But preparing for the worst in flood years like this one is not just a matter of managing levees, and serious questions have been raised over the long-term impacts of the manipulation of water and land that goes into keeping people safe and businesses ticking along. Louisiana Governor Bobby Jindal, who expects the slow-moving crest to reach his state by mid May, has also said that he is looking at emergency dredging in the lower Mississippi as sediment from the floods builds up and fills in navigation routes. Private and government dredges, including the Corps’, are regularly used to maintain the busy part of the river. Environmental groups blame this shoaling and the extensive federal levee system along the Mississippi for the slow destruction of Louisiana’s coastal wetlands, by stopping the spread of nutrient rich sediment and ushering destructive salt water into freshwater marshes. The steady degradation of marshland has had a irreversible impact on wildlife in the region and played a part in the disaster that followed Hurricane Katrina.
As my colleague Michael Grunwald wrote in November while looking back at Katrina:
Hurricanes gain strength over water and lose force over land. Scientists believe every mile of marsh can lower a storm surge by as much as a foot. But the coastal scientists and environmentalists who warn that Louisiana is still losing a football field’s worth of land every half hour somehow seem like background noise. The Army Corps is still spending billions on new engineering and next to nothing on restoration. President Obama finally proposed $19 million worth of projects last year, but Congress hasn’t funded them. Not that they would have fixed the problem: cost estimates for a serious restoration effort run as high as $80 billion.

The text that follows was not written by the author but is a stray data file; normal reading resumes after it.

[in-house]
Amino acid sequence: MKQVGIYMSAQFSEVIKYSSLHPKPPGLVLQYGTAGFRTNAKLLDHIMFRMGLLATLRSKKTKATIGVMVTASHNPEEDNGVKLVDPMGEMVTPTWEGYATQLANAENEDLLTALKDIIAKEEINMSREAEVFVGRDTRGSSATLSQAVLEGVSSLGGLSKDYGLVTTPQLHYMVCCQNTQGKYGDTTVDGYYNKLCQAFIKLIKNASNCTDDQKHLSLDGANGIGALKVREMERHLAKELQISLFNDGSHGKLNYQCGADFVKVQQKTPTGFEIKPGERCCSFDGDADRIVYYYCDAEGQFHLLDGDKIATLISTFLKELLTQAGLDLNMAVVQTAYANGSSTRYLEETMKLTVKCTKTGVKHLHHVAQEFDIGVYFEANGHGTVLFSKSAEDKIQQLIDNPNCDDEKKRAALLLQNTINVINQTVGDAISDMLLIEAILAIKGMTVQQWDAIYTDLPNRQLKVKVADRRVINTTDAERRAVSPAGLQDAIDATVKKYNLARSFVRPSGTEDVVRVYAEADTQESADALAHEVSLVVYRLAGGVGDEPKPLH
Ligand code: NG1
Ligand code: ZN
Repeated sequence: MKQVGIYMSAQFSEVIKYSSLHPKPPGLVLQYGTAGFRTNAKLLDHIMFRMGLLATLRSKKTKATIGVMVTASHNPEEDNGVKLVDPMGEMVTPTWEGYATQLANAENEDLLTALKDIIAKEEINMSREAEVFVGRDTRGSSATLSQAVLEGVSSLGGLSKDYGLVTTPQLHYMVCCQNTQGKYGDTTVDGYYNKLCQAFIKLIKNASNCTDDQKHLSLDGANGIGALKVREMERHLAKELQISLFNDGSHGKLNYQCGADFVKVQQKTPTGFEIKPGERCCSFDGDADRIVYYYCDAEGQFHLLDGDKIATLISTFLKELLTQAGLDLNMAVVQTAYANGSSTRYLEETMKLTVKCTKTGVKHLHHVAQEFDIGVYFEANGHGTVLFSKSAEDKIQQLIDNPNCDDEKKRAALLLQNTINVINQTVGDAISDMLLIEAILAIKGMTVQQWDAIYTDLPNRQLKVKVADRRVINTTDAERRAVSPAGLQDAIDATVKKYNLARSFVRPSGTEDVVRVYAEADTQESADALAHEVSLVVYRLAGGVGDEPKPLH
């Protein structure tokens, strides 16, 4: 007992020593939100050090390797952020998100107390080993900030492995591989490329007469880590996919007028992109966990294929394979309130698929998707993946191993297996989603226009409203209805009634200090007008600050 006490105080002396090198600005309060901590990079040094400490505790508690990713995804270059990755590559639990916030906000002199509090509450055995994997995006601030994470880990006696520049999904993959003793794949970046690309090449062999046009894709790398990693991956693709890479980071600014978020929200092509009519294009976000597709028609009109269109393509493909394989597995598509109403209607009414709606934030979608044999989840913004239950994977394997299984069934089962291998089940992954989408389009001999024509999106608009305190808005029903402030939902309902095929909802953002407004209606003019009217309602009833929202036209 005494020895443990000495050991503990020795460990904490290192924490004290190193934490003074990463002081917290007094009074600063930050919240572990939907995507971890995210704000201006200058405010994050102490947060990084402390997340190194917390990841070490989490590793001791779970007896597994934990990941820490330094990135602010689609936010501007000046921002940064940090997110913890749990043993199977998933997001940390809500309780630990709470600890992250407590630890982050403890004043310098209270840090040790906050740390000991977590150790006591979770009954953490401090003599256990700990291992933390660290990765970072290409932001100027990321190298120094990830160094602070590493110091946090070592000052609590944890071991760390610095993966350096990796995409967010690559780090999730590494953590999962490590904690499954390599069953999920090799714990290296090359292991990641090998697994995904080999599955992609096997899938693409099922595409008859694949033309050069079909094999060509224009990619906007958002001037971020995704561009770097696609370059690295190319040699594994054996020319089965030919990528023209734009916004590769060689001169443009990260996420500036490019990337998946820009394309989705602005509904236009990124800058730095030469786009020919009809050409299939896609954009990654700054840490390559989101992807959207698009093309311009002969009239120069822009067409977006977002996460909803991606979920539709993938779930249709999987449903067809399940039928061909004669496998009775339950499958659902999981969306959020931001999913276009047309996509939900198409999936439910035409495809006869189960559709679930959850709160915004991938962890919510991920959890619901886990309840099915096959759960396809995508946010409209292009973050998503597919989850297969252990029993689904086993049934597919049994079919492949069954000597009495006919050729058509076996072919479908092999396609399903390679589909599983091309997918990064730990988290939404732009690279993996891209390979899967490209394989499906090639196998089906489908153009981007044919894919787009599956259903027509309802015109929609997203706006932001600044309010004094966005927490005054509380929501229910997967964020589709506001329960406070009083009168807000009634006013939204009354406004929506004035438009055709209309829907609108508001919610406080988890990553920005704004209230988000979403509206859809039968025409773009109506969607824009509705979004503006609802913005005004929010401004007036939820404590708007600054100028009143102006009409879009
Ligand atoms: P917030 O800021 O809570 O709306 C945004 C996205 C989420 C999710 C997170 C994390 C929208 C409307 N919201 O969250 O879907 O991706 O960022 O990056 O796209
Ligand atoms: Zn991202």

Two class action suits against contractors who had dredged parts of the Mississippi, thereby destroying storm barriers, made it all the way to a federal appeals court, which ruled that they had “government-contractor immunity” and could not be held liable for the damages sustained during the 2005 storm. (Watch TIME’s video “Reckoning with a Man-Made Disaster.”)
One can appreciate how mitigating the broader, far-reaching impacts of flood prevention get lost in weeks like these: in which tiny, impoverished communities like Cairo face ruin, and thousands of people downstream of a force like the Mississippi await whatever nature will deal to them. In situations like these, well-meaning government agencies and politicians will and should do whatever they can to protect the local populations and economies from what could be shaping up to be a record flood year. Few would argue that’s the problem, though the farmers of Missouri might argue that things could have been done differently. The larger problem seems to be what’s being done the rest of the year – or rather what’s not being done the rest of the year – when state of emergencies are not being declared, and the difficult and perhaps thankless task of keeping an eye on the rough water ahead is put aside for another day, and then another.